What can United flight credits be used for?
United flight credits are quite flexible. They can be used toward a ticket on United, United Express, and partner-operated flights issued through the United website or mobile app. They can also be applied toward non-flight purchases, like Economy Plus seating, seat assignments, and preferred seating.
The catch is that you must apply flight credits at the time you initially ticket your reservation, so that’s the only time you can use them toward ancillaries. You couldn’t use flight credits for an Economy Plus seating upgrade on a ticket that has already been booked, for example.
How do you find United flight credits?
If you’re a United MileagePlus member, you should be able to find any flight credits attached to your account by logging into your MileagePlus account. Then on the “My United” page, go to “Wallet,” and then “Travel credits.”
In the event that you’re not a MileagePlus member, or if it’s not showing up correctly for whatever reason, you can find your United travel credits at this link. There you can look up your flight credits based on the confirmation number of your initial ticket, plus your last name.
How do you redeem United flight credits?
Redeeming United flight credits is easy. Just go through the process of booking a ticket, and when you get to the payment page, select “Travel credits” as the payment method.
You can combine multiple flight credits toward the cost of a ticket, though you can’t combine flight credits and travel certificates toward a single purchase.
Can you extend United flight credits?
There’s a trick to extending the expiration of a United flight credit, which can come in handy. Just use your flight credit toward a future ticket that’s a little more expensive than the value of your travel credit, and when you cancel your ticket, you’ll be issued a new flight credit valid for an additional year.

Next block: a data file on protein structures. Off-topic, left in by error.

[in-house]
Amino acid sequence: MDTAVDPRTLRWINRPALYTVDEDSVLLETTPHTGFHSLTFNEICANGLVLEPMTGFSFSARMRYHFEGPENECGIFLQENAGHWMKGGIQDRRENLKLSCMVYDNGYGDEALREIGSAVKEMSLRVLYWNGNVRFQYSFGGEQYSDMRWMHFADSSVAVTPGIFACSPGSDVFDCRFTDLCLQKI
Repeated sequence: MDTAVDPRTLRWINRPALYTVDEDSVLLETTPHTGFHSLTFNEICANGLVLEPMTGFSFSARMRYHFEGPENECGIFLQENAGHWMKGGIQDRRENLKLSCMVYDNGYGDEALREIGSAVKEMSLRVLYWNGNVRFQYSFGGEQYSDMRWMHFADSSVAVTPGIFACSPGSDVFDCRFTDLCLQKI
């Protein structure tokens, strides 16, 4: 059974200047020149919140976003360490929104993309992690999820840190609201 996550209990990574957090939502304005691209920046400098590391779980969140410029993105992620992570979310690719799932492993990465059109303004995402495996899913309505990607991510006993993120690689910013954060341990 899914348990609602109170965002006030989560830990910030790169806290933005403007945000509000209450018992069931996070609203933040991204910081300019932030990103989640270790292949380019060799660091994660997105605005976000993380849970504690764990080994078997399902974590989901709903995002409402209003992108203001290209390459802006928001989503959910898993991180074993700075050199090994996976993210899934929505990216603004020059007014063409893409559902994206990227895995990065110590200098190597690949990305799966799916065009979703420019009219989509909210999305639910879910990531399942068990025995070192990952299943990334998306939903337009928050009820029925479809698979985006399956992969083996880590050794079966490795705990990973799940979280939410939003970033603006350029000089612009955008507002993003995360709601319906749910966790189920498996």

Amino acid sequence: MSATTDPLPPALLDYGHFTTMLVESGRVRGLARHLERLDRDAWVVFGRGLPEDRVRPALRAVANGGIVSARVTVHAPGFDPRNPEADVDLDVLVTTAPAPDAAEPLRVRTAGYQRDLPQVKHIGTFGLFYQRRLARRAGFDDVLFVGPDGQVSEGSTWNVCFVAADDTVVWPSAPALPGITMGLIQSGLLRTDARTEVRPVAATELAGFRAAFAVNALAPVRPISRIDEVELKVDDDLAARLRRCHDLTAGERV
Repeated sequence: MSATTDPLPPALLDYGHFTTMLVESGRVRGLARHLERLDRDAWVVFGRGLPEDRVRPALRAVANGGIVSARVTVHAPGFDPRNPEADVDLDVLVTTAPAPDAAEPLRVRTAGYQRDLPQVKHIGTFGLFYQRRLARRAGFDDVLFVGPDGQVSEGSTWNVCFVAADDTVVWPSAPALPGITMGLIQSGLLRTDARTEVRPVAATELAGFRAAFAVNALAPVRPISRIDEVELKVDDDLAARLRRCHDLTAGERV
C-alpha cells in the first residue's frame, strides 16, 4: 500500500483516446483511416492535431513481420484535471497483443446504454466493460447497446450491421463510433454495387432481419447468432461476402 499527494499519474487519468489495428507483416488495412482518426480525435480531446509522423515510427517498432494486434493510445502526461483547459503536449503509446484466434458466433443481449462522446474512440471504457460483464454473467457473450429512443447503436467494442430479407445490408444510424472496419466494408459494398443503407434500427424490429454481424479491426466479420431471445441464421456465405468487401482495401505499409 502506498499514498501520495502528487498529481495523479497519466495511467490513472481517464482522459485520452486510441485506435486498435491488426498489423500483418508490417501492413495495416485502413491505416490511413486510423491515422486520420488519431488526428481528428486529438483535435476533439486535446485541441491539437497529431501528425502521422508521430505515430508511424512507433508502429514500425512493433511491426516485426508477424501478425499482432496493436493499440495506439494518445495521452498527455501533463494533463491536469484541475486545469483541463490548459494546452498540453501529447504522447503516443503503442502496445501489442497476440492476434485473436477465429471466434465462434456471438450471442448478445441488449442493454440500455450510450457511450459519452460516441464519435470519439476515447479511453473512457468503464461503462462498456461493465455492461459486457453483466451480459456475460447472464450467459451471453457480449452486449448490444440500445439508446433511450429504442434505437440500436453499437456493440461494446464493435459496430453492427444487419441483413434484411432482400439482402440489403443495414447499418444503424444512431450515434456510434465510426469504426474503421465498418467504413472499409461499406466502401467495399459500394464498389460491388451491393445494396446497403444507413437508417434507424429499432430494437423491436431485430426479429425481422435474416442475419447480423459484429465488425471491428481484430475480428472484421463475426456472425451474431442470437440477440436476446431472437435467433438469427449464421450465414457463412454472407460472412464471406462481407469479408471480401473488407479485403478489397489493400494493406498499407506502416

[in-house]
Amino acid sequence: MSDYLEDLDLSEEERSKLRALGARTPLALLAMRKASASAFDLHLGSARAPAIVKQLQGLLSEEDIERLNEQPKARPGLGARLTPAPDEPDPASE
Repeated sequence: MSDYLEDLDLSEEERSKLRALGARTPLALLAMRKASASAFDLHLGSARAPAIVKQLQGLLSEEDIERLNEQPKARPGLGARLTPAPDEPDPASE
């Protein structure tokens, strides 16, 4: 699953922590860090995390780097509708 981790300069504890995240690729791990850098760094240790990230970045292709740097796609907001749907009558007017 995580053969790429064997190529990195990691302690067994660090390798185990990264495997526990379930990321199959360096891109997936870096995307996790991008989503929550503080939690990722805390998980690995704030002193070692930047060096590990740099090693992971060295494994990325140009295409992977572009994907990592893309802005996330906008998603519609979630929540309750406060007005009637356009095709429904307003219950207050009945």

For example, say you have a $250 flight credit expiring on December 31, 2023:
- Book a ticket that costs slightly more than $250, so that you’re using the entire travel credit, plus you’re paying a little bit more in cash
- Then if you cancel the ticket (after the 24 hour free cancelation period) you’ll be issued a flight credit for the entire new amount (value of all the flight credit plus the cash amount paid)
- That new flight credit will be valid from the date that the new ticket was issued, giving you an entire year to use the voucher
Nowadays most United Airlines tickets have quite a bit of flexibility. There’s sometimes confusion about how long vouchers are valid for, who they can be redeemed for, and if they can be extended, so hopefully the above is a useful rundown of how United’s flight credit system works.
I think the most important thing to understand is that it’s easy to extend the expiration of United flight credits simply by booking a new flight that’s slightly more expensive than the value of the credit, and then canceling it. You’ll be issued a new voucher that’s then valid for a year.
What has your experience been with United flight credits?